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Journal of the American Society of Nephrology : JASN

Spleen tyrosine kinase inhibition attenuates autoantibody production and reverses experimental autoimmune GN.


PMID 24700868

Abstract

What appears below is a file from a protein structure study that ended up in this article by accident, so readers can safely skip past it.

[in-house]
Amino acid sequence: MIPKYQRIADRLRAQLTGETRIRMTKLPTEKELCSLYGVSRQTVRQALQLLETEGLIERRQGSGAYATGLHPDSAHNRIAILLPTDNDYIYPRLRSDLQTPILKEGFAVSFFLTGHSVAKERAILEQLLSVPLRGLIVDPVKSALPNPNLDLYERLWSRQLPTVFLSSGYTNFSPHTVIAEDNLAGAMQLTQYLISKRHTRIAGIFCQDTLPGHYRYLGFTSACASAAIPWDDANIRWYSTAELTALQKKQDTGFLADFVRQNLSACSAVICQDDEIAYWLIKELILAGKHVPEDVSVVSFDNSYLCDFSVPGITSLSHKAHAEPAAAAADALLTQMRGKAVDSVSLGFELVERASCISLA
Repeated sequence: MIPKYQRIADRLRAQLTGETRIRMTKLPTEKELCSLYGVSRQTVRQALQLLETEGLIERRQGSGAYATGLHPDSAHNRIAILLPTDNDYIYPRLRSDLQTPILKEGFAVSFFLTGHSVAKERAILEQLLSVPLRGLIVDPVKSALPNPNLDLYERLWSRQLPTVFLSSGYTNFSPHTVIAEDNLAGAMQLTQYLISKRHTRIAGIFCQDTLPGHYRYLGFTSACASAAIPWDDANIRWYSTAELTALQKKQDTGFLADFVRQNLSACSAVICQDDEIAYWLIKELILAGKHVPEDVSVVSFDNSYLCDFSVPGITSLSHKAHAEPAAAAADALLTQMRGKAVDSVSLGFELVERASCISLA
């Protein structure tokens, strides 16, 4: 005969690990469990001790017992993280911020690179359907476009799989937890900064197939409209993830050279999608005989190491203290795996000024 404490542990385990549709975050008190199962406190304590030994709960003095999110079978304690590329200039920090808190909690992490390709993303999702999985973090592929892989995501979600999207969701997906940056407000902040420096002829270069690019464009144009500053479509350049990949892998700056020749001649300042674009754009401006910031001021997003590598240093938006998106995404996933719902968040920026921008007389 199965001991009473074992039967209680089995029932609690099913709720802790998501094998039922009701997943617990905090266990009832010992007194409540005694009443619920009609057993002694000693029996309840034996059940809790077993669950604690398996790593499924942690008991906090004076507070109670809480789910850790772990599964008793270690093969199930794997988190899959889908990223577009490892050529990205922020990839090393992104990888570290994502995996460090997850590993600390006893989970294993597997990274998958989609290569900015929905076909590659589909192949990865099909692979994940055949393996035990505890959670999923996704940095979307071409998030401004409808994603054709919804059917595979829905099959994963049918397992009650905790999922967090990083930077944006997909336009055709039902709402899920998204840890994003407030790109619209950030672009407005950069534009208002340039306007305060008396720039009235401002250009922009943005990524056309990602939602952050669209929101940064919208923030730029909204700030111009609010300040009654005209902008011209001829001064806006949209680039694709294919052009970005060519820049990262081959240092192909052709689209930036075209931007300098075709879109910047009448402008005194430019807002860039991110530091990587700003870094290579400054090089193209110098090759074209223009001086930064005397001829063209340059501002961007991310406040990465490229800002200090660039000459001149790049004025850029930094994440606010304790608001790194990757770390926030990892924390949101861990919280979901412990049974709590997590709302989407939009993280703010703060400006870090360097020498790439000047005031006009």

Spleen tyrosine kinase (SYK) has an important role in immunoreceptor signaling, and SYK inhibition has accordingly attenuated immune-mediated injury in several in vivo models. However, the effect of SYK inhibition on autoantibody production remains unclear, and SYK inhibition has not been studied in an autoimmune model of renal disease. We, therefore, studied the effect of SYK inhibition in experimental autoimmune GN, a rodent model of antiglomerular basement membrane disease. We show glomerular SYK expression and activation by immunohistochemistry in both experimental and clinical disease, and we show that treatment with fostamatinib, a small molecule kinase inhibitor selective for SYK, completely prevents the induction of experimental autoimmune GN. In established experimental disease, introduction of fostamatinib treatment led to cessation of autoantibody production, reversal of renal injury, preservation of biochemical renal function, and complete protection from lung hemorrhage. B cell ELISpot and flow cytometric analysis suggest that short-term fostamatinib treatment inhibits the generation and activity of antigen-specific B cells without affecting overall B-cell survival. Additionally, fostamatinib inhibited proinflammatory cytokine production by nephritic glomeruli ex vivo and cultured bone marrow-derived macrophages in vitro, suggesting additional therapeutic effects independent of effects on autoantibody production that are likely related to inhibited Fc receptor signaling within macrophages in diseased glomeruli. Given these encouraging results in an in vivo model that is highly applicable to human disease, we believe clinical studies targeting SYK in GN are now warranted.